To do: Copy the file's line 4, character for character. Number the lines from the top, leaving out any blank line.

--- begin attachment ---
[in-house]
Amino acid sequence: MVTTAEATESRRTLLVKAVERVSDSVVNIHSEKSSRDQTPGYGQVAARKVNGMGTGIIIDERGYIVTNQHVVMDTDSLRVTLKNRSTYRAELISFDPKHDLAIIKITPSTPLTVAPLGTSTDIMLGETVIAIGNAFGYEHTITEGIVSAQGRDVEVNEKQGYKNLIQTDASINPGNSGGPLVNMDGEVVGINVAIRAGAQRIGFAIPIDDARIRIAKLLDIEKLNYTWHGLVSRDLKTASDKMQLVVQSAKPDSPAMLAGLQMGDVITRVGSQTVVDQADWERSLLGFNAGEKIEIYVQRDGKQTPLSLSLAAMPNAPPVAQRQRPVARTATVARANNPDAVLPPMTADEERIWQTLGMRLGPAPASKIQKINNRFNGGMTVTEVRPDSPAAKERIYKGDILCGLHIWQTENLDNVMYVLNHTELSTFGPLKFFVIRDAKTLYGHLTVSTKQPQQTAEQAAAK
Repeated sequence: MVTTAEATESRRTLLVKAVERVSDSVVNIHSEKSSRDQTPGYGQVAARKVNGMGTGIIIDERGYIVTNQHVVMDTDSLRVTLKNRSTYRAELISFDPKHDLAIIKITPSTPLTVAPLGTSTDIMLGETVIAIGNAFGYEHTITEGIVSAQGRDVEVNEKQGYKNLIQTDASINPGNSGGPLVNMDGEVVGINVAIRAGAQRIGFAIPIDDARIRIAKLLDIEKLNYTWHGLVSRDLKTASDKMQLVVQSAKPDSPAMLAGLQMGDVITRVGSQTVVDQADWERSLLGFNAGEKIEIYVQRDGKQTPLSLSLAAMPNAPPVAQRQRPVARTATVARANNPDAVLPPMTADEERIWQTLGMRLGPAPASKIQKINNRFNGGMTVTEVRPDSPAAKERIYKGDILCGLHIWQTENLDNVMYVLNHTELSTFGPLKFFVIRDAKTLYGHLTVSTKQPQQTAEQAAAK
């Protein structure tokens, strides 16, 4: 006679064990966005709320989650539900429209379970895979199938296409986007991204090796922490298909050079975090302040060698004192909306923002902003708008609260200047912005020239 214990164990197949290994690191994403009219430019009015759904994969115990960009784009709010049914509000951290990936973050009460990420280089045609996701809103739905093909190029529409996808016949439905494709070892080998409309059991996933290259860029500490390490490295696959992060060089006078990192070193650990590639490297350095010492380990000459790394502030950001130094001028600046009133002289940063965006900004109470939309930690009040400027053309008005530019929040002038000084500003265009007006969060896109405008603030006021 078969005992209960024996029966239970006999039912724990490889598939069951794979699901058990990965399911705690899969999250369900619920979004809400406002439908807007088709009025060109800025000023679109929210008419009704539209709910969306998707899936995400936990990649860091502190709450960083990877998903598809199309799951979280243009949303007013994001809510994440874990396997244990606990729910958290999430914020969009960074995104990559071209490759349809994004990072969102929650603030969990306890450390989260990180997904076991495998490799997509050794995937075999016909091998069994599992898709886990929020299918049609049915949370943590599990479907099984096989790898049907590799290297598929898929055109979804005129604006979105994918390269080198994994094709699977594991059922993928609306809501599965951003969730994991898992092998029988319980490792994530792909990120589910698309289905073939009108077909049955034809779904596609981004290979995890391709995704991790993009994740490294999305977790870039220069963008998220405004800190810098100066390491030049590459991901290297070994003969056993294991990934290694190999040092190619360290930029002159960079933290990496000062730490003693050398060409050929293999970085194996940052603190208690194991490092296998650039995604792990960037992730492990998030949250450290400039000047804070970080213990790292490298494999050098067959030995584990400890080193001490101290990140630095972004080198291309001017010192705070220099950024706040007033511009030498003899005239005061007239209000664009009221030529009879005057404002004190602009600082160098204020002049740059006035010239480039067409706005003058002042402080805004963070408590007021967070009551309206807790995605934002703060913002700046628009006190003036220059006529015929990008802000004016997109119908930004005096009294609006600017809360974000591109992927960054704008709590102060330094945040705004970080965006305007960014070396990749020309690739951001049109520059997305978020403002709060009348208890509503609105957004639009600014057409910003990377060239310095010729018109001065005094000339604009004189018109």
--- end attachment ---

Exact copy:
């Protein structure tokens, strides 16, 4: 006679064990966005709320989650539900429209379970895979199938296409986007991204090796922490298909050079975090302040060698004192909306923002902003708008609260200047912005020239 214990164990197949290994690191994403009219430019009015759904994969115990960009784009709010049914509000951290990936973050009460990420280089045609996701809103739905093909190029529409996808016949439905494709070892080998409309059991996933290259860029500490390490490295696959992060060089006078990192070193650990590639490297350095010492380990000459790394502030950001130094001028600046009133002289940063965006900004109470939309930690009040400027053309008005530019929040002038000084500003265009007006969060896109405008603030006021 078969005992209960024996029966239970006999039912724990490889598939069951794979699901058990990965399911705690899969999250369900619920979004809400406002439908807007088709009025060109800025000023679109929210008419009704539209709910969306998707899936995400936990990649860091502190709450960083990877998903598809199309799951979280243009949303007013994001809510994440874990396997244990606990729910958290999430914020969009960074995104990559071209490759349809994004990072969102929650603030969990306890450390989260990180997904076991495998490799997509050794995937075999016909091998069994599992898709886990929020299918049609049915949370943590599990479907099984096989790898049907590799290297598929898929055109979804005129604006979105994918390269080198994994094709699977594991059922993928609306809501599965951003969730994991898992092998029988319980490792994530792909990120589910698309289905073939009108077909049955034809779904596609981004290979995890391709995704991790993009994740490294999305977790870039220069963008998220405004800190810098100066390491030049590459991901290297070994003969056993294991990934290694190999040092190619360290930029002159960079933290990496000062730490003693050398060409050929293999970085194996940052603190208690194991490092296998650039995604792990960037992730492990998030949250450290400039000047804070970080213990790292490298494999050098067959030995584990400890080193001490101290990140630095972004080198291309001017010192705070220099950024706040007033511009030498003899005239005061007239209000664009009221030529009879005057404002004190602009600082160098204020002049740059006035010239480039067409706005003058002042402080805004963070408590007021967070009551309206807790995605934002703060913002700046628009006190003036220059006529015929990008802000004016997109119908930004005096009294609006600017809360974000591109992927960054704008709590102060330094945040705004970080965006305007960014070396990749020309690739951001049109520059997305978020403002709060009348208890509503609105957004639009600014057409910003990377060239310095010729018109001065005094000339604009004189018109």